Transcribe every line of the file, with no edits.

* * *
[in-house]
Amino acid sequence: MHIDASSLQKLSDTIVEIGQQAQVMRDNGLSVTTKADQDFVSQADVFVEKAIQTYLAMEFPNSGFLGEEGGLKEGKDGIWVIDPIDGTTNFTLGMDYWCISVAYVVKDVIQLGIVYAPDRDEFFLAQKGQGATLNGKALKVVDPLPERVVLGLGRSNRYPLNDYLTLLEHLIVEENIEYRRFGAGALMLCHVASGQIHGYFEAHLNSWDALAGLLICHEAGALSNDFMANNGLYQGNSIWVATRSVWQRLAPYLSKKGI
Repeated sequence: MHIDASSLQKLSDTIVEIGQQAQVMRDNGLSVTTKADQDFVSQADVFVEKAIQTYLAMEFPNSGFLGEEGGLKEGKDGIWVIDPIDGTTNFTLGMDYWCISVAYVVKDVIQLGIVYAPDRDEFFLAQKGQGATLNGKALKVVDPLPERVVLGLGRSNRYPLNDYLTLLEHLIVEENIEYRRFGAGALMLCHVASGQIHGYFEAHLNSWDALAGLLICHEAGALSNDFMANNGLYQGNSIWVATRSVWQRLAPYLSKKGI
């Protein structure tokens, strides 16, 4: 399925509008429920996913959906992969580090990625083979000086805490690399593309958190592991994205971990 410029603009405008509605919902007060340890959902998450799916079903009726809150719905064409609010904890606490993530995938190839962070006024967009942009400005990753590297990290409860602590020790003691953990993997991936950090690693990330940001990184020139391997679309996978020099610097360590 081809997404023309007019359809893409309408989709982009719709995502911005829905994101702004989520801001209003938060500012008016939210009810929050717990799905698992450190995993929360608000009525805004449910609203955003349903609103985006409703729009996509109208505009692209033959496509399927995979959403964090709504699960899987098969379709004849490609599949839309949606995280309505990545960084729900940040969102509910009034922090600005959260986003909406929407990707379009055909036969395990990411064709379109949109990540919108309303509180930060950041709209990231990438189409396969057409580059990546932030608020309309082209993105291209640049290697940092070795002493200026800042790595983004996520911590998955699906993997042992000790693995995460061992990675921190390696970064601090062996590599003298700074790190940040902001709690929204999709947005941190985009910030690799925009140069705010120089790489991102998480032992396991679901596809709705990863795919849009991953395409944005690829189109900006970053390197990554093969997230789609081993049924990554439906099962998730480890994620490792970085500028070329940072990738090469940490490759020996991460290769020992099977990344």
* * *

[in-house]
Amino acid sequence: MHIDASSLQKLSDTIVEIGQQAQVMRDNGLSVTTKADQDFVSQADVFVEKAIQTYLAMEFPNSGFLGEEGGLKEGKDGIWVIDPIDGTTNFTLGMDYWCISVAYVVKDVIQLGIVYAPDRDEFFLAQKGQGATLNGKALKVVDPLPERVVLGLGRSNRYPLNDYLTLLEHLIVEENIEYRRFGAGALMLCHVASGQIHGYFEAHLNSWDALAGLLICHEAGALSNDFMANNGLYQGNSIWVATRSVWQRLAPYLSKKGI
Repeated sequence: MHIDASSLQKLSDTIVEIGQQAQVMRDNGLSVTTKADQDFVSQADVFVEKAIQTYLAMEFPNSGFLGEEGGLKEGKDGIWVIDPIDGTTNFTLGMDYWCISVAYVVKDVIQLGIVYAPDRDEFFLAQKGQGATLNGKALKVVDPLPERVVLGLGRSNRYPLNDYLTLLEHLIVEENIEYRRFGAGALMLCHVASGQIHGYFEAHLNSWDALAGLLICHEAGALSNDFMANNGLYQGNSIWVATRSVWQRLAPYLSKKGI
């Protein structure tokens, strides 16, 4: 399925509008429920996913959906992969580090990625083979000086805490690399593309958190592991994205971990 410029603009405008509605919902007060340890959902998450799916079903009726809150719905064409609010904890606490993530995938190839962070006024967009942009400005990753590297990290409860602590020790003691953990993997991936950090690693990330940001990184020139391997679309996978020099610097360590 081809997404023309007019359809893409309408989709982009719709995502911005829905994101702004989520801001209003938060500012008016939210009810929050717990799905698992450190995993929360608000009525805004449910609203955003349903609103985006409703729009996509109208505009692209033959496509399927995979959403964090709504699960899987098969379709004849490609599949839309949606995280309505990545960084729900940040969102509910009034922090600005959260986003909406929407990707379009055909036969395990990411064709379109949109990540919108309303509180930060950041709209990231990438189409396969057409580059990546932030608020309309082209993105291209640049290697940092070795002493200026800042790595983004996520911590998955699906993997042992000790693995995460061992990675921190390696970064601090062996590599003298700074790190940040902001709690929204999709947005941190985009910030690799925009140069705010120089790489991102998480032992396991679901596809709705990863795919849009991953395409944005690829189109900006970053390197990554093969997230789609081993049924990554439906099962998730480890994620490792970085500028070329940072990738090469940490490759020996991460290769020992099977990344």